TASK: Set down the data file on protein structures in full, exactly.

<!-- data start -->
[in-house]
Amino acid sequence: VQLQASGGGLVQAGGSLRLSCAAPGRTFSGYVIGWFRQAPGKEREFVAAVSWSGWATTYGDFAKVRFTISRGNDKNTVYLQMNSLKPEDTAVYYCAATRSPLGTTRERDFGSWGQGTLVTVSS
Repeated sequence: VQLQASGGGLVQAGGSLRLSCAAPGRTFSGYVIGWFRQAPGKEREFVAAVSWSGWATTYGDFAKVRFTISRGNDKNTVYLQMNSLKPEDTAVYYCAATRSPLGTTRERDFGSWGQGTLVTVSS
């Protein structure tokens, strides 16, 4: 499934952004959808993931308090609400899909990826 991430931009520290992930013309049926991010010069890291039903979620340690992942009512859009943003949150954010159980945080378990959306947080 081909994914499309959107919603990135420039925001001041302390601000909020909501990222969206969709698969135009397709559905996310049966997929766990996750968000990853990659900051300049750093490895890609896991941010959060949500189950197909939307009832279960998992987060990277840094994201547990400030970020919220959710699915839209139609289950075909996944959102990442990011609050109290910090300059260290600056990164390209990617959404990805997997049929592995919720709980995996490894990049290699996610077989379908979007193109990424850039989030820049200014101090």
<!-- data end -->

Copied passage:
[in-house]
Amino acid sequence: VQLQASGGGLVQAGGSLRLSCAAPGRTFSGYVIGWFRQAPGKEREFVAAVSWSGWATTYGDFAKVRFTISRGNDKNTVYLQMNSLKPEDTAVYYCAATRSPLGTTRERDFGSWGQGTLVTVSS
Repeated sequence: VQLQASGGGLVQAGGSLRLSCAAPGRTFSGYVIGWFRQAPGKEREFVAAVSWSGWATTYGDFAKVRFTISRGNDKNTVYLQMNSLKPEDTAVYYCAATRSPLGTTRERDFGSWGQGTLVTVSS
């Protein structure tokens, strides 16, 4: 499934952004959808993931308090609400899909990826 991430931009520290992930013309049926991010010069890291039903979620340690992942009512859009943003949150954010159980945080378990959306947080 081909994914499309959107919603990135420039925001001041302390601000909020909501990222969206969709698969135009397709559905996310049966997929766990996750968000990853990659900051300049750093490895890609896991941010959060949500189950197909939307009832279960998992987060990277840094994201547990400030970020919220959710699915839209139609289950075909996944959102990442990011609050109290910090300059260290600056990164390209990617959404990805997997049929592995919720709980995996490894990049290699996610077989379908979007193109990424850039989030820049200014101090």